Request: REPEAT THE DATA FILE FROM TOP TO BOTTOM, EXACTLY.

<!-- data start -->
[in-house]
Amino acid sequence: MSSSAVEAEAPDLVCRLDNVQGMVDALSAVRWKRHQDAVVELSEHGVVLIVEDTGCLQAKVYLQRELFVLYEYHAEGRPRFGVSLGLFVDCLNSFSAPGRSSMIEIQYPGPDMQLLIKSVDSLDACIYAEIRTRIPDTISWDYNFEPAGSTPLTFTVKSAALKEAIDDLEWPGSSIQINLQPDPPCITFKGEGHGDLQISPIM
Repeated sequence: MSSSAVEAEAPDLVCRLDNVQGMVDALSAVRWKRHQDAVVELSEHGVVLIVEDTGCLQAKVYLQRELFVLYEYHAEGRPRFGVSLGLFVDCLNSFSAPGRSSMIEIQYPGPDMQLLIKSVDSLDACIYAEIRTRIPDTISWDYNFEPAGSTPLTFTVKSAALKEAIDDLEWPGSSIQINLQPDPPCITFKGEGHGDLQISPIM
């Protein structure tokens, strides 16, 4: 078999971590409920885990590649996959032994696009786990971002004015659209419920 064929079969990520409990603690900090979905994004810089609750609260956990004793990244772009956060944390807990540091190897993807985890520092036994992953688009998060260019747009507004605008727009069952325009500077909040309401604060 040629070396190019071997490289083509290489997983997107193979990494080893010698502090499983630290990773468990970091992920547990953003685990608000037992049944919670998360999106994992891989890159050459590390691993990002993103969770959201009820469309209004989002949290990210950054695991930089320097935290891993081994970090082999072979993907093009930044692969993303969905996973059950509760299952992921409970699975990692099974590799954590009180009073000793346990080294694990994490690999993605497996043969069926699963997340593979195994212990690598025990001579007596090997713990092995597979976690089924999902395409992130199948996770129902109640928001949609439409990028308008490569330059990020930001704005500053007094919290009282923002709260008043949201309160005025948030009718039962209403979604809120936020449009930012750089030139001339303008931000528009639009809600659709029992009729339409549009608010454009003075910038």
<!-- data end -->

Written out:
[in-house]
Amino acid sequence: MSSSAVEAEAPDLVCRLDNVQGMVDALSAVRWKRHQDAVVELSEHGVVLIVEDTGCLQAKVYLQRELFVLYEYHAEGRPRFGVSLGLFVDCLNSFSAPGRSSMIEIQYPGPDMQLLIKSVDSLDACIYAEIRTRIPDTISWDYNFEPAGSTPLTFTVKSAALKEAIDDLEWPGSSIQINLQPDPPCITFKGEGHGDLQISPIM
Repeated sequence: MSSSAVEAEAPDLVCRLDNVQGMVDALSAVRWKRHQDAVVELSEHGVVLIVEDTGCLQAKVYLQRELFVLYEYHAEGRPRFGVSLGLFVDCLNSFSAPGRSSMIEIQYPGPDMQLLIKSVDSLDACIYAEIRTRIPDTISWDYNFEPAGSTPLTFTVKSAALKEAIDDLEWPGSSIQINLQPDPPCITFKGEGHGDLQISPIM
């Protein structure tokens, strides 16, 4: 078999971590409920885990590649996959032994696009786990971002004015659209419920 064929079969990520409990603690900090979905994004810089609750609260956990004793990244772009956060944390807990540091190897993807985890520092036994992953688009998060260019747009507004605008727009069952325009500077909040309401604060 040629070396190019071997490289083509290489997983997107193979990494080893010698502090499983630290990773468990970091992920547990953003685990608000037992049944919670998360999106994992891989890159050459590390691993990002993103969770959201009820469309209004989002949290990210950054695991930089320097935290891993081994970090082999072979993907093009930044692969993303969905996973059950509760299952992921409970699975990692099974590799954590009180009073000793346990080294694990994490690999993605497996043969069926699963997340593979195994212990690598025990001579007596090997713990092995597979976690089924999902395409992130199948996770129902109640928001949609439409990028308008490569330059990020930001704005500053007094919290009282923002709260008043949201309160005025948030009718039962209403979604809120936020449009930012750089030139001339303008931000528009639009809600659709029992009729339409549009608010454009003075910038």